Last year, we awarded the entry-level Amazon Kindle our Editors’ Choice for its excellent value, slim form factor, and robust ebook ecosystem. This year, Amazon introduced the higher-end Kindle Paperwhite, which got most of the press ink thanks to its new edge-lit lighting. However, the company also saw fit to release a modestly updated version of the base model, with a slightly improved screen and a lower ($69 direct) price. After testing it, we found that the new improvements help keep this little ebook reader solidly in the lead among budget models, even if its lack of a touch screen is beginning to feel a bit dated.
Design and Display
This year’s Amazon Kindle has the same form factor as before. It measures 6.5 by 4.5 by 0.34 inches (HWD) and weighs 5.98 ounces. You can now get one in black as well as the standard gray. And the new black version looks sharp. Both models have the same plastic bezel and soft touch back panel as before, and are quite comfortable to hold for long reading sessions. In fact, you could argue it’s easier to hold one of these than it is a touch screen version, since you can place your fingers on the screen without accidentally turning pages.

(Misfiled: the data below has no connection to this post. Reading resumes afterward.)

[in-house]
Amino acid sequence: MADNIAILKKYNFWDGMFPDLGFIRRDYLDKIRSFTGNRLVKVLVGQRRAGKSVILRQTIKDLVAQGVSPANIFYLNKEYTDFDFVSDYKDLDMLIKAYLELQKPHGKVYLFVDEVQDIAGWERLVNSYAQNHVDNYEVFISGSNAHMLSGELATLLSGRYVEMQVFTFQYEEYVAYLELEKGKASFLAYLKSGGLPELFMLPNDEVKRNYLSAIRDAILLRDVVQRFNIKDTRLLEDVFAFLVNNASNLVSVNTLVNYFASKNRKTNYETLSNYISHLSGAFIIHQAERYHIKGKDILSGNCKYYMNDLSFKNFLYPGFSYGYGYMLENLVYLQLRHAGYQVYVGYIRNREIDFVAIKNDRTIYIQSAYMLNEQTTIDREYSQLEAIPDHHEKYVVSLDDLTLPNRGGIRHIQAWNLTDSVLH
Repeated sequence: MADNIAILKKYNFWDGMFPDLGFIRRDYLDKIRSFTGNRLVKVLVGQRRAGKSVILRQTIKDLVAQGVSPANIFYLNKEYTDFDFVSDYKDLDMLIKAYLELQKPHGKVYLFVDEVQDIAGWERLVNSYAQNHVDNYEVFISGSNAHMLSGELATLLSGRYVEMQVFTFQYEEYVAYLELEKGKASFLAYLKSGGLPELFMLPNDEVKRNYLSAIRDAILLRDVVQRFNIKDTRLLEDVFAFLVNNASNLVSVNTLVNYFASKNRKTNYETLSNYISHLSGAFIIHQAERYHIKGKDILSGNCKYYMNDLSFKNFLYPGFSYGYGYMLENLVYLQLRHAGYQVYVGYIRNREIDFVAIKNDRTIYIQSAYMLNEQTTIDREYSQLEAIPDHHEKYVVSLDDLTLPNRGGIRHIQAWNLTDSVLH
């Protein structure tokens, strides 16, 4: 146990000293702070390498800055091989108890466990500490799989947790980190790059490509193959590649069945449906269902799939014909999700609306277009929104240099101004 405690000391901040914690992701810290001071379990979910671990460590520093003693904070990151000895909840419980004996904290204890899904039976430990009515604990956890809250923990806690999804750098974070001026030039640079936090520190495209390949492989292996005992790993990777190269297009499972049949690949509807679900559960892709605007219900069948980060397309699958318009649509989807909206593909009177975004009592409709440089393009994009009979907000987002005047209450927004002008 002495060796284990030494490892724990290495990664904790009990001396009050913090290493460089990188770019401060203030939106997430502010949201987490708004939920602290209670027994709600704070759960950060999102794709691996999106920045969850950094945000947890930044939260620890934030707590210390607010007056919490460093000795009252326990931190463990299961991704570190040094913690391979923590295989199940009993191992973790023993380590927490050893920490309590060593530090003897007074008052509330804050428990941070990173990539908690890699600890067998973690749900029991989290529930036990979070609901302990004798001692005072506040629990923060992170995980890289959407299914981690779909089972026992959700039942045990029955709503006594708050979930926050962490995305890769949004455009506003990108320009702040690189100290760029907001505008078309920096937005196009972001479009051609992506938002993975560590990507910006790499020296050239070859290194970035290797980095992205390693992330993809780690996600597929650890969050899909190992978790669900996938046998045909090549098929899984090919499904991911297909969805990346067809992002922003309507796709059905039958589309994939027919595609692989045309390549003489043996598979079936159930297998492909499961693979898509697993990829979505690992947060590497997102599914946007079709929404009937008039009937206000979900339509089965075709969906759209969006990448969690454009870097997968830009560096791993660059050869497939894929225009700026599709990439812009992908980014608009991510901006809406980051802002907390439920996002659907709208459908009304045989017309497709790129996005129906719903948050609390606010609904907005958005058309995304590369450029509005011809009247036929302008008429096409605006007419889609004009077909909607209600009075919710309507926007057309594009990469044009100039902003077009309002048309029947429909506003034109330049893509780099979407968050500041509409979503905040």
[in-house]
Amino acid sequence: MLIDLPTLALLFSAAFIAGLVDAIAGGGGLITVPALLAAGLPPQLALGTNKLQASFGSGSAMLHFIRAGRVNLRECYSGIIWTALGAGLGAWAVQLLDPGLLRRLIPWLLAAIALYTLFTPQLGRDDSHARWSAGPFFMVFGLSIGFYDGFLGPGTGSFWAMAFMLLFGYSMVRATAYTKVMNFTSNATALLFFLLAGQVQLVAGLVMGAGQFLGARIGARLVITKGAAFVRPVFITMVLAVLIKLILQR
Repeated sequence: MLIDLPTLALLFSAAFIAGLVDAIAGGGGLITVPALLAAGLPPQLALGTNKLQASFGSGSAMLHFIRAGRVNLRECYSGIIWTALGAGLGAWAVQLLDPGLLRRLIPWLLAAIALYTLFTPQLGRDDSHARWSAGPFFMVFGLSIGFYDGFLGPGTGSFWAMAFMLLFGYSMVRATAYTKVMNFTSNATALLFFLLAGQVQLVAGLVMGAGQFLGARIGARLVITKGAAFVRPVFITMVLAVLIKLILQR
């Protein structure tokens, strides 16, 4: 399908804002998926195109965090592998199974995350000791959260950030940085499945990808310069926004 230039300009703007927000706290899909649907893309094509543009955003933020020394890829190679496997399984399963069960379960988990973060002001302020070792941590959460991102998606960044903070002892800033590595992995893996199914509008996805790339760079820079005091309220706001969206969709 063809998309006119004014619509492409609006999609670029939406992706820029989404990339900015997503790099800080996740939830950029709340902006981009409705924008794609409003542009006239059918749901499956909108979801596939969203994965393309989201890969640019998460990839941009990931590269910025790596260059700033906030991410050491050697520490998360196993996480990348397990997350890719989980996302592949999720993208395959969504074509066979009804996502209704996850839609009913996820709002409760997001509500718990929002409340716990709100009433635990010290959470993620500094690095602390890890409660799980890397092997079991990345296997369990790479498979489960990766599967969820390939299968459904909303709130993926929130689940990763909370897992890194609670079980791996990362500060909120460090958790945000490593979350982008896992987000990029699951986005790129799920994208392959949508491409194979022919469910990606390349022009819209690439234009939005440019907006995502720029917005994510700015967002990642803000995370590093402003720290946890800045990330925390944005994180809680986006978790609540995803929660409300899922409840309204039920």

For that task, duplicate sets of hardware page-turn buttons sit on the left and right edges of the Kindle’s frame. The larger one moves forward one page, while the smaller one moves back one page. The buttons are a little tough to press at first, but once you get used to the positioning, they’re quite responsive. Now that the Kindle has been out for a year in this form factor, reports have surfaced about the page turn buttons loosening up and eventually not working. I can confirm that the buttons on the model I purchased last November feel decidedly looser than the new loaner I’m reviewing, although they still work fine. It’s just something to be aware of.
Beneath the screen is a raised, five-way control pad, bracketed by Back, Keyboard, Menu, and Home buttons. A Power button and micro USB charger port occupy the bottom panel. The package includes a white USB cable, but no AC adapter. Amazon sells a $9.99 AC adapter if you want one, along with a $34.99 leather case that looks nice but adds noticeable heft and thickness.